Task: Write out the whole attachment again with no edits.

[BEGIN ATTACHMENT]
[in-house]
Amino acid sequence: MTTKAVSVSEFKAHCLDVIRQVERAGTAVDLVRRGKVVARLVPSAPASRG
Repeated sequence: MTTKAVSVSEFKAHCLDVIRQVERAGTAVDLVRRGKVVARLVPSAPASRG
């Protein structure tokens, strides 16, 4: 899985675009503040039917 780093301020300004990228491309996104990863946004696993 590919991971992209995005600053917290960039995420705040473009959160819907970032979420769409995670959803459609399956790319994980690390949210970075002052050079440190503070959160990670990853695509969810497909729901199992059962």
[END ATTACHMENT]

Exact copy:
[in-house]
Amino acid sequence: MTTKAVSVSEFKAHCLDVIRQVERAGTAVDLVRRGKVVARLVPSAPASRG
Repeated sequence: MTTKAVSVSEFKAHCLDVIRQVERAGTAVDLVRRGKVVARLVPSAPASRG
């Protein structure tokens, strides 16, 4: 899985675009503040039917 780093301020300004990228491309996104990863946004696993 590919991971992209995005600053917290960039995420705040473009959160819907970032979420769409995670959803459609399956790319994980690390949210970075002052050079440190503070959160990670990853695509969810497909729901199992059962």